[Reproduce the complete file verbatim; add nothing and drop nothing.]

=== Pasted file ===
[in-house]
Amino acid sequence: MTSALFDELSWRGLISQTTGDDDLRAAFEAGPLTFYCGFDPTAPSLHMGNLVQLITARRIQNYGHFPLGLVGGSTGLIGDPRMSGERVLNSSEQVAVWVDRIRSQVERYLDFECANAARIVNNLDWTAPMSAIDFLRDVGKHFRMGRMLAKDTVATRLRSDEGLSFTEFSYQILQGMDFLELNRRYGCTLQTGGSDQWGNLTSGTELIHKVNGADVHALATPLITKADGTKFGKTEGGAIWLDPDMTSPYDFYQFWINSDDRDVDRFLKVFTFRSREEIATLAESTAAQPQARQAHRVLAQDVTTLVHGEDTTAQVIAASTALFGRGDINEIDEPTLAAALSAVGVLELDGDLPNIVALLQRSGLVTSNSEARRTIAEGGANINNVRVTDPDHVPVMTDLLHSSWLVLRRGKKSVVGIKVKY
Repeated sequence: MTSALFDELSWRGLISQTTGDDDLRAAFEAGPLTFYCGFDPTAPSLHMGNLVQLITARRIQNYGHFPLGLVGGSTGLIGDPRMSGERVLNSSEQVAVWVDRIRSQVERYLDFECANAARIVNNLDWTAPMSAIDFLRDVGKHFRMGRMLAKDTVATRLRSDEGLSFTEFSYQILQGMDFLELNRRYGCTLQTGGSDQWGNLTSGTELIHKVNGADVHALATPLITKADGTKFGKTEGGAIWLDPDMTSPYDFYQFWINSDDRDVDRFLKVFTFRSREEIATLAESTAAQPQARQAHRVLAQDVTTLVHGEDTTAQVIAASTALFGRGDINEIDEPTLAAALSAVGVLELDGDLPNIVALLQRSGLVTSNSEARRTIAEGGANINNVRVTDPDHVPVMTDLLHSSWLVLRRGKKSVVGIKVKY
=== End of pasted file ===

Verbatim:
[in-house]
Amino acid sequence: MTSALFDELSWRGLISQTTGDDDLRAAFEAGPLTFYCGFDPTAPSLHMGNLVQLITARRIQNYGHFPLGLVGGSTGLIGDPRMSGERVLNSSEQVAVWVDRIRSQVERYLDFECANAARIVNNLDWTAPMSAIDFLRDVGKHFRMGRMLAKDTVATRLRSDEGLSFTEFSYQILQGMDFLELNRRYGCTLQTGGSDQWGNLTSGTELIHKVNGADVHALATPLITKADGTKFGKTEGGAIWLDPDMTSPYDFYQFWINSDDRDVDRFLKVFTFRSREEIATLAESTAAQPQARQAHRVLAQDVTTLVHGEDTTAQVIAASTALFGRGDINEIDEPTLAAALSAVGVLELDGDLPNIVALLQRSGLVTSNSEARRTIAEGGANINNVRVTDPDHVPVMTDLLHSSWLVLRRGKKSVVGIKVKY
Repeated sequence: MTSALFDELSWRGLISQTTGDDDLRAAFEAGPLTFYCGFDPTAPSLHMGNLVQLITARRIQNYGHFPLGLVGGSTGLIGDPRMSGERVLNSSEQVAVWVDRIRSQVERYLDFECANAARIVNNLDWTAPMSAIDFLRDVGKHFRMGRMLAKDTVATRLRSDEGLSFTEFSYQILQGMDFLELNRRYGCTLQTGGSDQWGNLTSGTELIHKVNGADVHALATPLITKADGTKFGKTEGGAIWLDPDMTSPYDFYQFWINSDDRDVDRFLKVFTFRSREEIATLAESTAAQPQARQAHRVLAQDVTTLVHGEDTTAQVIAASTALFGRGDINEIDEPTLAAALSAVGVLELDGDLPNIVALLQRSGLVTSNSEARRTIAEGGANINNVRVTDPDHVPVMTDLLHSSWLVLRRGKKSVVGIKVKY